INSTRUCTOR: Anna Barker is an adjunct assistant professor of Russian and comparative literature at the UI. Her interests include Russian cultural history, Russian literature, and 19th-century European literature, art, and music. She has organized several literary celebrations, including public readings of Don Quixote, Moby-Dick, and War and Peace.
Registration for Course 2 is now closed.
INSTRUCTOR: Don Patterson
Times & Locations:
This course is designed to enhance students' appreciation for and understanding of Big Ten football. The evolution of this ultimate team sport will be addressed, but more time will be dedicated to how the game is organized and played. Terminology will be explained, and students will learn about game strategy and the development of specific game plans. A look at the world of analytics will offer valuable insights, rarely available to fans, into the science of winning. Finally, analysis of selected video from the previous Hawkeye game and a brief preview of the upcoming game will be provided.
INSTRUCTOR: Don Patterson, the only assistant coach who was at the UI for all of Hayden Fry's 20 legendary years, coached Division I football for 37 years. As head coach at Western Illinois University, he led the Leathernecks to their only #1 national ranking. He is now a radio and TV analyst for college football.
INSTRUCTOR: Evan Hilsabeck
Dates: Mondays, October 4, 11, 18, 25
Time: 11:00 a.m. - 1:00 p.m.
Location: Coralville Center for the Performing Arts, 1301 Fifth Street, Coralville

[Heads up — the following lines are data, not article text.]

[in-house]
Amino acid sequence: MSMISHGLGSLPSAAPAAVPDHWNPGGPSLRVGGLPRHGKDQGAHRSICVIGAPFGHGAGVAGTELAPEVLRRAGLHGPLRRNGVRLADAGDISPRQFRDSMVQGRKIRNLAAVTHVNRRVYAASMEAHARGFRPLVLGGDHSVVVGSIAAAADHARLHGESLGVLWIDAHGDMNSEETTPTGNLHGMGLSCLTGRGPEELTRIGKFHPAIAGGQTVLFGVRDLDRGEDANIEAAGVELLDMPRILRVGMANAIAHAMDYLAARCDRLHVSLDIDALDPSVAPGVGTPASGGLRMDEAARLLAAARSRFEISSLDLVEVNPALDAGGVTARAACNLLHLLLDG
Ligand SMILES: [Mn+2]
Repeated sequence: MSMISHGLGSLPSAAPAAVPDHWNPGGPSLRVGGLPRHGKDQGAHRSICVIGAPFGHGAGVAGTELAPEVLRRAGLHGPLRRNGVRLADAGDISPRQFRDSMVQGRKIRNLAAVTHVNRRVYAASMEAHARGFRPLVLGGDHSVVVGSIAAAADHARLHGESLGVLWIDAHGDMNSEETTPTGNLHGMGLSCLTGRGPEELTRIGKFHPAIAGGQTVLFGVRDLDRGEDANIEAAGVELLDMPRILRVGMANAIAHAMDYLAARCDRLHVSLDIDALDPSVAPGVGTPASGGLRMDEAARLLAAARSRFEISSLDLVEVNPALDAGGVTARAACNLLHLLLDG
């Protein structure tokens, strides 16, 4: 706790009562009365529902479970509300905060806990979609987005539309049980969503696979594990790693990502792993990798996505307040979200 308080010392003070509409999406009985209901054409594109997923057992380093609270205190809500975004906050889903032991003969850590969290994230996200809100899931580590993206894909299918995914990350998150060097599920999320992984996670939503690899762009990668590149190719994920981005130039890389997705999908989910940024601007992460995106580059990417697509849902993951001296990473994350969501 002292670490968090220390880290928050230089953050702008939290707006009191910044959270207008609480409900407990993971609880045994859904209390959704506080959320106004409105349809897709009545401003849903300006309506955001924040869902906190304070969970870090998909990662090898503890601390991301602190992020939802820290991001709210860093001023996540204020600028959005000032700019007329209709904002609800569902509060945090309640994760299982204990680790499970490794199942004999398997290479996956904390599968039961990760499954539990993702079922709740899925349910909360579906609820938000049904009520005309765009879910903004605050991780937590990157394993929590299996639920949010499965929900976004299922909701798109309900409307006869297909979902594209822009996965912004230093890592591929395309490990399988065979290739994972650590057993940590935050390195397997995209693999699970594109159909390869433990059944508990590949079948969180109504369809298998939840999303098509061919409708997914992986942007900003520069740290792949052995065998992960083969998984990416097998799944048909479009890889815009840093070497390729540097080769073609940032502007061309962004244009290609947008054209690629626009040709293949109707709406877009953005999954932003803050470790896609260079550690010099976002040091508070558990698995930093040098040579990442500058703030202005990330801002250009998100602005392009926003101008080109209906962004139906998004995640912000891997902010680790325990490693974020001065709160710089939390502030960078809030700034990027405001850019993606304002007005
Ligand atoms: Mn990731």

Registration Deadline: Monday, September 27
Class Limit: 150
During the first decades of the 20th century, new, stunningly beautiful theaters—including most of the 41 houses that shimmer near Times Square today—were rising almost monthly in New York City. This course will unravel Broadway's little-known history, including the now-lost theaters and early entrepreneurs of the 19th century, the development of vaudeville, the rise of powerful theatrical promoters such as the Shubert brothers, and the 50-year life of one of Broadway's grandest theaters, the Casino. The pre-1940 first Golden Age of Broadway, when promoters engaged in a battle for bigger houses, brighter stars, and more captivating shows, will also be explored.
INSTRUCTOR: Evan Hilsabeck, managing director at the Coralville Center for the Performing Arts, is a lifelong collector of artifacts related to Broadway's forgotten history. He is passionate about the stories hidden in the dusty playbills, photographs, faded press clippings, and archival documents of New York's early Broadway theaters.
INSTRUCTOR: Jeffrey Dawson